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Questions you should ask your accountant

ByJohn Leyden, Carbon Accountancy

going into business. You are your own boss, but have the support structure of a much larger organisation that has seen it all and learned from its mistakes. The franchisor will help you avoid making the same costly mistakes, and provide you with a tried and tested formula to run your business. If you are thinking of buying a


franchise, you must get independent accountancy and legal advice before proceeding. From years of experience working with franchisees, I offer these Q&As to guide you on what you should ask your accountant before you make any commitment.

Can you assess the quality of the franchise?

There are more than a thousand franchises and it can be difficult to assess which is right for you. A good accountant should be able to assist you in making your decision. Just because a franchise is low cost, it doesn’t mean it is worth taking. You and your accountant should look

at the history of the business, how many franchisees are there and how successful are they. If a business has little track record in getting franchisees on board, there is likely to be greater risk of failure due to lack of support and possibly the lack of a proven concept.

Can you advise me on how to fund the business?

Most people going into business will

want bank funding for at least part of the initial capital outlay. A good accountant should be able to advise you on whether you should take a bank loan, bank overdraft, or lease finance for assets. A good accountant will also be able to advise on the security and personal guarantees that you may have to put up

properly constructed and proven franchise can be a good way of

and introduce you to a bank which may be willing to lend (in these tough times banks are more likely to lend based on introductions from someone they trust).

Have you got any experience in the sector and franchising? You should try to find an accountant

who has experience of the sector you are targeting. Multi-site restaurants have different business, accounting and tax issues, for example, than printing companies. If you can get an accountant with experience of franchising even better, as he will be able to assist you with royalty returns and other issues specific to franchised businesses.

Can you assess the financial projections provided to me? Most franchise sales brochures will contain “illustrative financial projections” based on different situations. For example, a restaurant franchise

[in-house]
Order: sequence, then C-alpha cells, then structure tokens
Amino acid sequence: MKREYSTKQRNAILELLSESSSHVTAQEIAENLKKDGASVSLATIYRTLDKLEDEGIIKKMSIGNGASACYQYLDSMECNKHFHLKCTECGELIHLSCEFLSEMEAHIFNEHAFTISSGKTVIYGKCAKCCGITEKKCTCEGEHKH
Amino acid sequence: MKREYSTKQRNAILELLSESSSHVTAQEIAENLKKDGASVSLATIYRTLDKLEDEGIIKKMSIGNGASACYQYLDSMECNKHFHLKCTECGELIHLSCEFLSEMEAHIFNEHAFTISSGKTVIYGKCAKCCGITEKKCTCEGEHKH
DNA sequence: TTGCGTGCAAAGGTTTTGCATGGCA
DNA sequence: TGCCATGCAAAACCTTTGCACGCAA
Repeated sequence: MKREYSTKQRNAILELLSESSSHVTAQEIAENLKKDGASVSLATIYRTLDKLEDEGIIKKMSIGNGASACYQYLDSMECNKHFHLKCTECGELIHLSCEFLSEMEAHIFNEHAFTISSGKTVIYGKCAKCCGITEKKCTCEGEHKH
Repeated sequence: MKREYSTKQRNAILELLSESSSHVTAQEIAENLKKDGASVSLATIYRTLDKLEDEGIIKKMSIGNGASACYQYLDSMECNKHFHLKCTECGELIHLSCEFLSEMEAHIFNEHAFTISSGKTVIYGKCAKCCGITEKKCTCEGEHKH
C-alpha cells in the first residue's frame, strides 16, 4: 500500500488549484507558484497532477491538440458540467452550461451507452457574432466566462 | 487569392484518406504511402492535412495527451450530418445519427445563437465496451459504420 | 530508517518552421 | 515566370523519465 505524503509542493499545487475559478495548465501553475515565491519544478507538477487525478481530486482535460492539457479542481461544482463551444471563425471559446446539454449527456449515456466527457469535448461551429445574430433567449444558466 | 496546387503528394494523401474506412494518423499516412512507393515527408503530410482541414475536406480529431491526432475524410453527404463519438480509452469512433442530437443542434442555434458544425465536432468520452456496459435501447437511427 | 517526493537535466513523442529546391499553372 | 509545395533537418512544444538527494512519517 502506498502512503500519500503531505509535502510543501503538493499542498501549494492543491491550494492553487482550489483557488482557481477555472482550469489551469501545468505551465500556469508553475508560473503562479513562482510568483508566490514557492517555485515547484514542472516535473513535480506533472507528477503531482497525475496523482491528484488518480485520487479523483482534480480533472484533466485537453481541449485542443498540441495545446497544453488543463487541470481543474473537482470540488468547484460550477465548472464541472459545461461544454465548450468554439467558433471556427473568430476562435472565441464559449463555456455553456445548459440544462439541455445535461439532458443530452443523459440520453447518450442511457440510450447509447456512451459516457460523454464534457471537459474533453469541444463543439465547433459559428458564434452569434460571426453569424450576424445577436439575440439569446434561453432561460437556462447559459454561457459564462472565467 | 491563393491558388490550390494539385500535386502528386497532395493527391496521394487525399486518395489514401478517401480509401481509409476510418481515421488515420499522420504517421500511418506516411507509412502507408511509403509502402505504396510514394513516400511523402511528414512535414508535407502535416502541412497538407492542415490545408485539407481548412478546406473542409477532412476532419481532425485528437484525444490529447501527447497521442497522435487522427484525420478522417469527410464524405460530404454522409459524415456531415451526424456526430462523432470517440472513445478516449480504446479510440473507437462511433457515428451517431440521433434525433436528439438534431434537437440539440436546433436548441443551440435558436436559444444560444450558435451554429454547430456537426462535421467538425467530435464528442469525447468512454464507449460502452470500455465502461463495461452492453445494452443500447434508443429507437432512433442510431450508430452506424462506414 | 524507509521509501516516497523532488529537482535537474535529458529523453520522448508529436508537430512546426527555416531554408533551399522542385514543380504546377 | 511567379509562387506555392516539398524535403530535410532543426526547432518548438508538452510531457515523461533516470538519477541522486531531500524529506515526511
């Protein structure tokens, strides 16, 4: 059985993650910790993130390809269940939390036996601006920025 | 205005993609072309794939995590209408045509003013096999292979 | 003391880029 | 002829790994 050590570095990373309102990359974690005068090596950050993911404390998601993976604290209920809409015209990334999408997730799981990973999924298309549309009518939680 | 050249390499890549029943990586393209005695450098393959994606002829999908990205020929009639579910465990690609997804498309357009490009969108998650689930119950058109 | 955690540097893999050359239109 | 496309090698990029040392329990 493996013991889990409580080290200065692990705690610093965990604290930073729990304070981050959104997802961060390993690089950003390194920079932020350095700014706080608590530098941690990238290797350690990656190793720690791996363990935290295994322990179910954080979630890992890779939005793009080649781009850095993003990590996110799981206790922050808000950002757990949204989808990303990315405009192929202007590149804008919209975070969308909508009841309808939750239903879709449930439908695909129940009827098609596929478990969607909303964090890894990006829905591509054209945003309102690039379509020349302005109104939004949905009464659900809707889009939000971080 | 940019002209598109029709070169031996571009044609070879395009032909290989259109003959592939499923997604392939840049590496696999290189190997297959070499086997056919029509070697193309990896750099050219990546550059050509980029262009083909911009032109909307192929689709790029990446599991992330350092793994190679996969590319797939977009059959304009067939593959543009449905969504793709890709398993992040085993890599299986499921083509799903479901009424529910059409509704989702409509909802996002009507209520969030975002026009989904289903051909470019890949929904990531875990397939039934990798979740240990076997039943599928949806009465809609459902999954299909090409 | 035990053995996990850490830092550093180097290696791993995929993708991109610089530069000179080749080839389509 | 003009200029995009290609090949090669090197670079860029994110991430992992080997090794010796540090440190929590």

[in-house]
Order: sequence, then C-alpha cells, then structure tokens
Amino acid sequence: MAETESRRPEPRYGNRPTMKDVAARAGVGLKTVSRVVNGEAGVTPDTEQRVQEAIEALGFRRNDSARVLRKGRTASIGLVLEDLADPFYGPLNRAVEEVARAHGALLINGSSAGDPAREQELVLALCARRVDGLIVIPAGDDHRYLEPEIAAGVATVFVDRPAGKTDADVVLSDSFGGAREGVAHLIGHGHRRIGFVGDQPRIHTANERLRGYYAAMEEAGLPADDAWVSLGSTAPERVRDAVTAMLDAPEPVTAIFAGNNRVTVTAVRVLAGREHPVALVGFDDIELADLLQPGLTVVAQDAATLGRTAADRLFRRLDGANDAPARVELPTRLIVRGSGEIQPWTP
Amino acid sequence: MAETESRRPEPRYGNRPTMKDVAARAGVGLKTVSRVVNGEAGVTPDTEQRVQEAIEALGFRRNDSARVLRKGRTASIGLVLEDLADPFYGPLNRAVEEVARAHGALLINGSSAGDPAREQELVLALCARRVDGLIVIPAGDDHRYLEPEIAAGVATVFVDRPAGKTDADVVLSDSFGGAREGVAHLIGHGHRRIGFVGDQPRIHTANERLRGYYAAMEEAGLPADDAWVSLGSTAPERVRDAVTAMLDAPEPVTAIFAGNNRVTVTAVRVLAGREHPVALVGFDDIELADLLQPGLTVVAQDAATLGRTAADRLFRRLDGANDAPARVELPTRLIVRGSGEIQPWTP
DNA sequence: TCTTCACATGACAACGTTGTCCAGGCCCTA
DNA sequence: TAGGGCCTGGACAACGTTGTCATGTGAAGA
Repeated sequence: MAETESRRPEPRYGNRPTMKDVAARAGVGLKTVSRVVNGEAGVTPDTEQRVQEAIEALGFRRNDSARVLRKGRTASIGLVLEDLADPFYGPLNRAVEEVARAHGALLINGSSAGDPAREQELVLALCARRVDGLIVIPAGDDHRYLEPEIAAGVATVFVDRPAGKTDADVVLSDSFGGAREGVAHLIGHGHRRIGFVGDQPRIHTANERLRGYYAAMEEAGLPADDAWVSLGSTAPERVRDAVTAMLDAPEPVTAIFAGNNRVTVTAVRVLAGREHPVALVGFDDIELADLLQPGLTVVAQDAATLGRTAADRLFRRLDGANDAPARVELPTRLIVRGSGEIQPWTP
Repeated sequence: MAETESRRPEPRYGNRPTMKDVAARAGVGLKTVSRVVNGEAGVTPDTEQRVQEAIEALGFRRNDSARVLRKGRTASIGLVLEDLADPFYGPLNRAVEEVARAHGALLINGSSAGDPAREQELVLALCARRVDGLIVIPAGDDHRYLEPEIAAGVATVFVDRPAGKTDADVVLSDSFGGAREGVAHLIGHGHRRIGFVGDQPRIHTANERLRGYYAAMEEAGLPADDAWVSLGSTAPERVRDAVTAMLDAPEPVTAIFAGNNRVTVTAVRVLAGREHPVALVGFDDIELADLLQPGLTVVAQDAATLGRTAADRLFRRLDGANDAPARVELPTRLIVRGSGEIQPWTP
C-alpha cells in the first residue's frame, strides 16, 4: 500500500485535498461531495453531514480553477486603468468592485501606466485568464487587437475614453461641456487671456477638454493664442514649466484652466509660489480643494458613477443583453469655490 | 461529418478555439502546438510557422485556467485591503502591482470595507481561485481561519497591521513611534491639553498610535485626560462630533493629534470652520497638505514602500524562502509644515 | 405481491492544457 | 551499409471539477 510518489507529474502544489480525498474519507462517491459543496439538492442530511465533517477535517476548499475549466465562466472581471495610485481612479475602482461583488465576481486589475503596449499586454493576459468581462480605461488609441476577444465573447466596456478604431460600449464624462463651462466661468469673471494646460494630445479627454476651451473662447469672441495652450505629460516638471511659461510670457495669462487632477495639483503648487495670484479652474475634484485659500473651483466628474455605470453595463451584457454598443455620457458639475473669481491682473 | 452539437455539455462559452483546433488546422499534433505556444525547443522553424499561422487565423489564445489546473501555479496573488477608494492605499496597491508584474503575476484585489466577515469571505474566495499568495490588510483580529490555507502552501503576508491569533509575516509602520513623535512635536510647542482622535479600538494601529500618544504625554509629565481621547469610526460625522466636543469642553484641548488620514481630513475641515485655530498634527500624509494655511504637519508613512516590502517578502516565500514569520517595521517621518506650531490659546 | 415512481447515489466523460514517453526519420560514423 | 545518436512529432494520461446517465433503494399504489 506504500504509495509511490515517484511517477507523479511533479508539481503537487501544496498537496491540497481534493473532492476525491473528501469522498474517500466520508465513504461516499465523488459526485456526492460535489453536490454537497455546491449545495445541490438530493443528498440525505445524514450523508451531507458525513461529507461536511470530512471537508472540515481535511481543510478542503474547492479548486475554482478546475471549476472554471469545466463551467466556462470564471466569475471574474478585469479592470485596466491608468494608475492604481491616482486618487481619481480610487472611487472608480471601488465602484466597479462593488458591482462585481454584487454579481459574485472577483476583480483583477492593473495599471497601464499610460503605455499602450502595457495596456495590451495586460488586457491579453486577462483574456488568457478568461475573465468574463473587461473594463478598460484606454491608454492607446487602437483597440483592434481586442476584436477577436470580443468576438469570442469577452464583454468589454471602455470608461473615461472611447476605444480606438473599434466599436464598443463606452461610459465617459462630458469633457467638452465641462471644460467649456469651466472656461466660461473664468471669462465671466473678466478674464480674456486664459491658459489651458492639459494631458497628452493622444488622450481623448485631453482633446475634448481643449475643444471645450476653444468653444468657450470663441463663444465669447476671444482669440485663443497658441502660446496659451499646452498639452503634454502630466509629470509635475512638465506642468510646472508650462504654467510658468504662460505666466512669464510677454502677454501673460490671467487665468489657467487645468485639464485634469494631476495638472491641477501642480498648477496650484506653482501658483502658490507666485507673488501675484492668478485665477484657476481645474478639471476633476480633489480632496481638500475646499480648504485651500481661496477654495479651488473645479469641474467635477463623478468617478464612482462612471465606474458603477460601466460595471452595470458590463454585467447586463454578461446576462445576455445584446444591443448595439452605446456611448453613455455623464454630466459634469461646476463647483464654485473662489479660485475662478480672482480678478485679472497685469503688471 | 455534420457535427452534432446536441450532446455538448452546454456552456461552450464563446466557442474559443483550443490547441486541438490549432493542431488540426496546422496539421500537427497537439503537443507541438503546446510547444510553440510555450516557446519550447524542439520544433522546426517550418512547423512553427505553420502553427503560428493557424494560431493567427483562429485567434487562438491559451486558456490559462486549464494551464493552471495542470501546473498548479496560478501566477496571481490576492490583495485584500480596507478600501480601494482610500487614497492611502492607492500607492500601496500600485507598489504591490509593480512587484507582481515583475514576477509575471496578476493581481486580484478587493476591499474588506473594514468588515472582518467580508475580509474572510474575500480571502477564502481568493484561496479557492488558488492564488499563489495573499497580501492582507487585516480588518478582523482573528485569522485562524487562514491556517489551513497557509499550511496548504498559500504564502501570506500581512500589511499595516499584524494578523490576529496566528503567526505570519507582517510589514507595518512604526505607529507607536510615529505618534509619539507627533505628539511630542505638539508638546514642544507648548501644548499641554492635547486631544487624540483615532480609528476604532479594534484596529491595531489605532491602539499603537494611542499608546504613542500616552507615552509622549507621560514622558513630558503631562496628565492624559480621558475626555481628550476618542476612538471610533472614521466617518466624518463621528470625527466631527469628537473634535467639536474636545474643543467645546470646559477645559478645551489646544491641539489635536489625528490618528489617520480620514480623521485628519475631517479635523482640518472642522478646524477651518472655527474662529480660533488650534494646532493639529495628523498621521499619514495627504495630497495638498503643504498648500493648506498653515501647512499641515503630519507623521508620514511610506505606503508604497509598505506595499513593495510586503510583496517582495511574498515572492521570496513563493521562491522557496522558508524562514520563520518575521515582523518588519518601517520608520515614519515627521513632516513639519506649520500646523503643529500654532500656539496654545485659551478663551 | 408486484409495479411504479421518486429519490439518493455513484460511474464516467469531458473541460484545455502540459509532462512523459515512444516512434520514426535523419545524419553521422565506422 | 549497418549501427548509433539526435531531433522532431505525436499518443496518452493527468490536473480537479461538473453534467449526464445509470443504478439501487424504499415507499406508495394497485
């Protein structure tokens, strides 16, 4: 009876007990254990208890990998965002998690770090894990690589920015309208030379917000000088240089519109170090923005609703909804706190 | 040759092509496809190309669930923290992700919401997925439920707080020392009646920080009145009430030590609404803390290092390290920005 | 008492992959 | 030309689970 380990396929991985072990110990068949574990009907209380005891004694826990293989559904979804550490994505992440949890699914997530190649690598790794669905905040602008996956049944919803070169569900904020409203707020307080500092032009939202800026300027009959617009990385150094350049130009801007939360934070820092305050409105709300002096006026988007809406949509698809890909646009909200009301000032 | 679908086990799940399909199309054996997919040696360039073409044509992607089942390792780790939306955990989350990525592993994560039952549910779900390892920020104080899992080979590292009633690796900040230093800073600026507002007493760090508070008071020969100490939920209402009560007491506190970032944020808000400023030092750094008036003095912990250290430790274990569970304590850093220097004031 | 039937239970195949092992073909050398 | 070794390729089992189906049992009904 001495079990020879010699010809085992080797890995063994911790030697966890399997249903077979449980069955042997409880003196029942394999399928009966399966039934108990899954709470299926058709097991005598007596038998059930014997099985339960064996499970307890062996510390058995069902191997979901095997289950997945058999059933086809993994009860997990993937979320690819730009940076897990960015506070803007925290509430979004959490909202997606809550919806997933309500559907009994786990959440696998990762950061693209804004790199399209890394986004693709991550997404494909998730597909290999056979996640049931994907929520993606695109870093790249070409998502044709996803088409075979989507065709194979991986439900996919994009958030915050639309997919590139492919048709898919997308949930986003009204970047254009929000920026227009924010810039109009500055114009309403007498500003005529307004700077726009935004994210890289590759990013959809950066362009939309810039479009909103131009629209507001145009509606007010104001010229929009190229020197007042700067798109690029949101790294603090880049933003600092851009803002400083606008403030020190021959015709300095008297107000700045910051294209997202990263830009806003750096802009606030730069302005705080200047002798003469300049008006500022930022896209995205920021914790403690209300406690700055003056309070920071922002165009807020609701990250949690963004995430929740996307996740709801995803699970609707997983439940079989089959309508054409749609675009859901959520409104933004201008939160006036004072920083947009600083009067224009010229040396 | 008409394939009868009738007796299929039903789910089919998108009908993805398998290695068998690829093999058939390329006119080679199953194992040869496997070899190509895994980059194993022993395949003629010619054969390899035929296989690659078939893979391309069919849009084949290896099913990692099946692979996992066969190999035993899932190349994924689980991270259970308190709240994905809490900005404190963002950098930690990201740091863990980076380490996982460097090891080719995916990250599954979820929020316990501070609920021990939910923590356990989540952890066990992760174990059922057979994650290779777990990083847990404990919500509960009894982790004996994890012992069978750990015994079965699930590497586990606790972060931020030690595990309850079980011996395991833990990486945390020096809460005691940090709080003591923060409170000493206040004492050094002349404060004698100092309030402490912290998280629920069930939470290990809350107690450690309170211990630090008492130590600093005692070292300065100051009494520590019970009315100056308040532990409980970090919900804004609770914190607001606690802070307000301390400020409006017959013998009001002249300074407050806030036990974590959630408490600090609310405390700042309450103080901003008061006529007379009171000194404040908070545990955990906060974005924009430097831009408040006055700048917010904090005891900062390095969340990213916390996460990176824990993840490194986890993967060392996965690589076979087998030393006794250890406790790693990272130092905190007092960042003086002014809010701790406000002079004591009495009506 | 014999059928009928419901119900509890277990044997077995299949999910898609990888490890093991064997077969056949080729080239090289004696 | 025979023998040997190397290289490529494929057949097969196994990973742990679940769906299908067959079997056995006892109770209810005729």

will give illustrations based on being located in either a high street, shopping mall, or an off- high street location. These projections will often be upbeat, based on best performance and may not be achievable by most first-time franchisees. Your accountant should be able to

advise you on what you can actually expect, based on the location you have chosen, the rent agreed and other factors that affect you.

Can you prepare financial projections based on my proposed franchise? It is always advisable to prepare

your own financial projections for your business. You can take the franchisor’s projections into account, but you need to consider factors specific to you, such as, the rent and rates relating to your property, wages rates based on what you will have to pay, and other costs that you need to pay or consider wise to pay that may not be in the franchisor’s projections. For example, the franchisor’s

22 April/May 2013

● John Leyden is owner of Carbon Accountancy which provides a full range of accounting and tax advisory services and specialises in developing business plans and raising finance. He was with KPMG and has over 20 years experience in corporate finance and corporate strategy/advisory work.

projections are likely to include minimal provision for insurance costs, but many franchisees will want to ensure they have what they consider full and appropriate insurance.

Can you provide more than just book-keeping and accounting services? You need an accountant who can do the basics to a high standard, such as book-keeping, payroll, VAT returns and year-end accounts and tax. However, you also want an accountant

who is genuinely interested in you and your business and who can provide sound commercial advice when needed, whether it’s looking at a lease agreement, advising on your cash flow issues, or helping you to get better information from your systems.

Do you work on a fixed fee basis? Many accountants still charge their fees based on hours worked and hourly rates - the more hours they provide you,

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